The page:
‘’Results day can be a very exciting time, but we also understand that it can be an anxious time for students, parents and teachers,” CCEA’s Michael Crossan, Business Manager, Assessment and Examinations said.

“CCEA provides a helpline with experienced staff who can answer queries and provide information on the full range of post results services we offer.

“Access to this kind of information means students are better prepared for making important decisions about their future.

“On behalf of CCEA, I extend our best wishes to everyone awaiting their results and I wish you well as you embark on the next stage of your education or career!”

Meanwhile, a headteachers’ union leader has urged the Government to talk to employers about changes to grading standards following the pandemic to ensure students are not “disadvantaged” in job applications.

Geoff Barton, general secretary of the Association of School and College Leaders (ASCL), said the return to pre-Covid grading levels for English board set exams will feel like a “bitter pill” for many students receiving their A-level and vocational and technical qualification (VTQ) results as they faced pandemic disruption.

Mr Barton added that students in disadvantaged circumstances were “adversely affected” during the pandemic years and he called for “everything possible” to be done to support these young people.

Mr Barton said: “It is imperative that the Government engages with employer associations and provides advice and guidance for employers to use over the changes which have taken place to grading standards between 2020 and 2023.

“This is vital to ensure that employers understand how different cohorts of students have been graded during and after the Covid pandemic and guard against students being disadvantaged in applications for jobs both now and in the future.”

He added: “While universities are steeped in the mechanics of different qualification systems and will adjust accordingly, this is not necessarily the case with employers who will have differing levels of knowledge about these changes.

“The Government must work with employer associations to disseminate clear information upon which recruiters can easily draw in assessing candidates.”

The cohort of students who are currently awaiting their A-level results did not take GCSE exams and were awarded results determined by their teachers in 2021 – which was a record year for top grades.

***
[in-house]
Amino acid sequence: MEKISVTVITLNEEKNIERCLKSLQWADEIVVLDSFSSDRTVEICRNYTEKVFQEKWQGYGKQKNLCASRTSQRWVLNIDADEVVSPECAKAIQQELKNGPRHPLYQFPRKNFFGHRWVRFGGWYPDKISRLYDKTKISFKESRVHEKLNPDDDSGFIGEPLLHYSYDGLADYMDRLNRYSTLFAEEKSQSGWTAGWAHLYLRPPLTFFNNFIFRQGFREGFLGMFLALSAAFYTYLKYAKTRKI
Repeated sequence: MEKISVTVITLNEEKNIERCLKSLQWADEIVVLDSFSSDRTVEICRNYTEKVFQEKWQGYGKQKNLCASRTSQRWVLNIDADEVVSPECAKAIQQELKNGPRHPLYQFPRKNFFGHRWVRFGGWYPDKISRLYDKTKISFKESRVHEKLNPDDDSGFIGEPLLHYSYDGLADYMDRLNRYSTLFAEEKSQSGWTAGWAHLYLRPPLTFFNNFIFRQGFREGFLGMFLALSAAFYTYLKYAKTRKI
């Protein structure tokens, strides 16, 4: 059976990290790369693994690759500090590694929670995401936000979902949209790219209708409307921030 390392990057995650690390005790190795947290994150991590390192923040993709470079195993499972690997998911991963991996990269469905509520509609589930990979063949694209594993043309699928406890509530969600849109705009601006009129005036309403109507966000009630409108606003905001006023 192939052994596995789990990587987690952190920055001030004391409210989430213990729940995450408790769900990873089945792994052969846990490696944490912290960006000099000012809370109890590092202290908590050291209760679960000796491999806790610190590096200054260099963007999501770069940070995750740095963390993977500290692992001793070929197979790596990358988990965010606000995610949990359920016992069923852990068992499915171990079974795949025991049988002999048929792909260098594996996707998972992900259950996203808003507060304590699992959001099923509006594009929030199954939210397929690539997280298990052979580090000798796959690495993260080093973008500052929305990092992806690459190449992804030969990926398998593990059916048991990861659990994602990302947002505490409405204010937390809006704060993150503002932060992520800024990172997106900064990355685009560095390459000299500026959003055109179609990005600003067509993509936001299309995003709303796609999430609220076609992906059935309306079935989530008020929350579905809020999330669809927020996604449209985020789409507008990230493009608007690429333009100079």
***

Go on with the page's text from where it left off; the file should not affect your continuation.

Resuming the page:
Mr Barton said: “The changes to grading standards were driven by the unique circumstances of the pandemic, and the glide back to 2019 standards is part of a return to normality.

“But this will feel like a bitter pill to many in this year’s cohort as they also suffered disruption during the pandemic and those in disadvantaged circumstances were adversely affected in particular. It is essential that everything possible is done to support these young people.”

A Department for Education (DfE) spokeswoman said: “We have engaged extensively with stakeholders since the pathway back to pre-pandemic grades was decided two years ago.

“It’s vital that grading returns to normal to make sure qualifications maintain their value and credibility.

“Ofqual has built protection into the grading process this year to recognise the disruption that students have faced, meaning they will be just as likely to achieve a particular grade this year as they would have been before the pandemic.

“We are making almost £5 billion available to help pupils to catch up including over £1.5 billion for the National Tutoring Programme and 16-19 Tuition Fund, which have supported millions of students in need of extra support.”

An Ofqual spokeswoman said: “Back in September 2021, Ofqual announced a two-year plan that would see grading move back to similar levels to 2019, even if the quality of students’ work was a little weaker due to the disruption students have faced.

“This means that a student who would have achieved, say a B grade in A-level Geography before the pandemic, is just as likely to achieve a B this year.

“Ofqual has engaged with employers’ associations to let them know in advance that grades would be lower this year and similar to the pre-pandemic levels that they are familiar with.

“It’s important that we get back to normal so that grades set young people up for college, university or employment in the best possible way, and help them to make the right choices about their next steps, whether that’s further study or moving into the world of work.”